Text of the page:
by Saira Viola
photos courtesy Alison Playford
Alison Playford is a rising British actor with a social conscience and an appetite for rebellion and revolution, but you won’t find her gracing the pages of Hello magazine or the gossip columns of the Daily Mail. You may, however, find her on a street in Gaza or dishing out food and supplies to the homeless in St. Paul’s in London. Gonzo Today gets an exclusive backstage pass to a star on the rise.
Saira Viola: As a graduate of the Arts Educational school in London and an accomplished theater and screen actor, you already have an impressive body of work, and have been fortunate enough to cherry pick your roles, most notably you appeared alongside Emma Thompson in the shocking film The Journey by Richard Jobson, which chronicles the harrowing experiences of a sex worker. As a female performer are you very conscious of the roles offered to you?
Alison Playford: Yes very much so.
SV: It was a very graphic, gritty film with powerful and disturbing scenes of sexual violence. It seemed to operate on two levels: as a grisly expose of the life of a sex worker and as a visceral abstraction – an installation. Do you think the naked brutality of the film was effective in delivering its message?
AP: First of all, we need to be very clear about the difference between consensual sex work and trafficking. The two operate on entirely different bases and conflating them causes problems for both groups. Sex workers are workers who are owed the same rights as other workers. People trafficked for sex are being tortured.
Those films about sex trafficking were made quite a few years ago, and at the time they were made I was working with film makers and a charity, and not in contact with grassroots groups connected to the issues involved. I now have a bit more knowledge gained from sex-workers rights groups, and know that there is tension created by the way trafficking is discussed in the media for sex workers who are emancipating themselves via their own organising. There is a disempowering predominance of depictions of violence against women associated with the sex trade and a lack of depiction of women’s agency. Also anti-trafficking legislation is often constructed in such a way as to create further problems for sex-workers and not a way of solving trafficking issues. These violent depictions can be seen as unhelpful. The people who made them are wonderful people with great intentions, but these are the type of issues that you will come against when grassroots movements and wider political contexts are not prioritized in political projects. Also, we need to focus on female writers and directors talking about problems that affect women.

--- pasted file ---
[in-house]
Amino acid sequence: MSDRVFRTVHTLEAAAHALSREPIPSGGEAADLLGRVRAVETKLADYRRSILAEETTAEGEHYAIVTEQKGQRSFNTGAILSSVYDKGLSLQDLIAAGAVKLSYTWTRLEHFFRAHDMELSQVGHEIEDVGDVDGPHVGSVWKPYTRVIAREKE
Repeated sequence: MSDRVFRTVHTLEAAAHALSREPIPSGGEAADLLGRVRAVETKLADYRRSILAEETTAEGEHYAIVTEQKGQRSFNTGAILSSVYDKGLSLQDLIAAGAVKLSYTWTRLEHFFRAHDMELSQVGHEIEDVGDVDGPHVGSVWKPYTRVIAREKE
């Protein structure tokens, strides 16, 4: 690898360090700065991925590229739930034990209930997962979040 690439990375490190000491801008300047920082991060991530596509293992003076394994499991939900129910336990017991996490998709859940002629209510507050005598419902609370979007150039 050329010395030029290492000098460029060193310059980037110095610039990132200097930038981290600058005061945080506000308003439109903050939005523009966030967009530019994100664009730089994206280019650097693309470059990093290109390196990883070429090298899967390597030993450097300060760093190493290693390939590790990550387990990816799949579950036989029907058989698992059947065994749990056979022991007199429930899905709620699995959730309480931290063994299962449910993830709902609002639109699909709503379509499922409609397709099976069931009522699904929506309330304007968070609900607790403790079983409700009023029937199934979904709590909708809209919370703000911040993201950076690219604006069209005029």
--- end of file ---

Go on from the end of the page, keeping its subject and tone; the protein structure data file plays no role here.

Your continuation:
SV: Yes, Emma Thompson and Richard Ashcroft from The Verve were involved in the production of the film. Do you think artists have an obligation to lend their talent to special causes?
AP: I think everyone on this earth has a duty to deepen their understanding of the realities faced by themselves and others and to take part in unpicking the negative social constructs that limit our freedom and the ability to connect with one another.
SV: Apart from film and theatre work that carries a strong social message you have also travelled to Gaza and witnessed first hand the plight of the people of Palestine. Can you explain a little about that experience and what your feelings are about the current state of play and rising tensions?
AP: It is a privilege to travel to parts of the world which have been so badly damaged by British foreign policy and still be welcomed by the people there who are struggling to resist ongoing siege and occupation backed and paid for by the UK and U.S. In the UK we need to take direct action against our government and the weapons companies the government pays to provide murderous devices for attacking Palestinian civilians. A group who recently occupied the Elbit factory which supplies weapons to Israel, has just had their case thrown out of court and all charges dropped. More and more this is the case, that courts find that activists should not be punished for this type of action. It is a green light to go ahead and put our bodies in the way of the export of killing machines from this country. Regarding the current tensions, the situation in Palestine has deteriorated beyond our worst nightmares. It is a disgrace to the whole world that we have made Palestinians fight for freedom for so long and suffer so much. We must back the call from the Palestinian civil society for Boycott, Divestment, and Sanctions that will end the Israeli apartheid with utmost urgency.